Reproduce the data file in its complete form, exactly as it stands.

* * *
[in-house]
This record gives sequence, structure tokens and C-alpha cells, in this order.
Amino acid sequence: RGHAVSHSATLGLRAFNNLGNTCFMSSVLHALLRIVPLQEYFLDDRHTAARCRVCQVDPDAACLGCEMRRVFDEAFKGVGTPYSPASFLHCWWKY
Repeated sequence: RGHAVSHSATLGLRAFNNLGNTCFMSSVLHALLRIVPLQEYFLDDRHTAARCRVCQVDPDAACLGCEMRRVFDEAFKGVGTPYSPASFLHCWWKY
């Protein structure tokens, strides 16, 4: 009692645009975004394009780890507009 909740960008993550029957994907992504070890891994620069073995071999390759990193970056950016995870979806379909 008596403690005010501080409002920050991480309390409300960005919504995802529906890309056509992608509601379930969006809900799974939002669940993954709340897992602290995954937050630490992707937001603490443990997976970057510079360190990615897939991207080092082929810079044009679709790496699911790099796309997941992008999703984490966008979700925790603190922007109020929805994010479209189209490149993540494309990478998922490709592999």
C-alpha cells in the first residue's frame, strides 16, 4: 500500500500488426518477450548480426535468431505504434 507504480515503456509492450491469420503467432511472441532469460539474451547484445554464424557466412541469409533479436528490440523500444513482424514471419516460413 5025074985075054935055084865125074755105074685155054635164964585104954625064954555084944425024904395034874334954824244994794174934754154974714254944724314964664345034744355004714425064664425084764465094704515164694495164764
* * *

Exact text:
[in-house]
This record gives sequence, structure tokens and C-alpha cells, in this order.
Amino acid sequence: RGHAVSHSATLGLRAFNNLGNTCFMSSVLHALLRIVPLQEYFLDDRHTAARCRVCQVDPDAACLGCEMRRVFDEAFKGVGTPYSPASFLHCWWKY
Repeated sequence: RGHAVSHSATLGLRAFNNLGNTCFMSSVLHALLRIVPLQEYFLDDRHTAARCRVCQVDPDAACLGCEMRRVFDEAFKGVGTPYSPASFLHCWWKY
């Protein structure tokens, strides 16, 4: 009692645009975004394009780890507009 909740960008993550029957994907992504070890891994620069073995071999390759990193970056950016995870979806379909 008596403690005010501080409002920050991480309390409300960005919504995802529906890309056509992608509601379930969006809900799974939002669940993954709340897992602290995954937050630490992707937001603490443990997976970057510079360190990615897939991207080092082929810079044009679709790496699911790099796309997941992008999703984490966008979700925790603190922007109020929805994010479209189209490149993540494309990478998922490709592999």
C-alpha cells in the first residue's frame, strides 16, 4: 500500500500488426518477450548480426535468431505504434 507504480515503456509492450491469420503467432511472441532469460539474451547484445554464424557466412541469409533479436528490440523500444513482424514471419516460413 5025074985075054935055084865125074755105074685155054635164964585104954625064954555084944425024904395034874334954824244994794174934754154974714254944724314964664345034744355004714425064664425084764465094704515164694495164764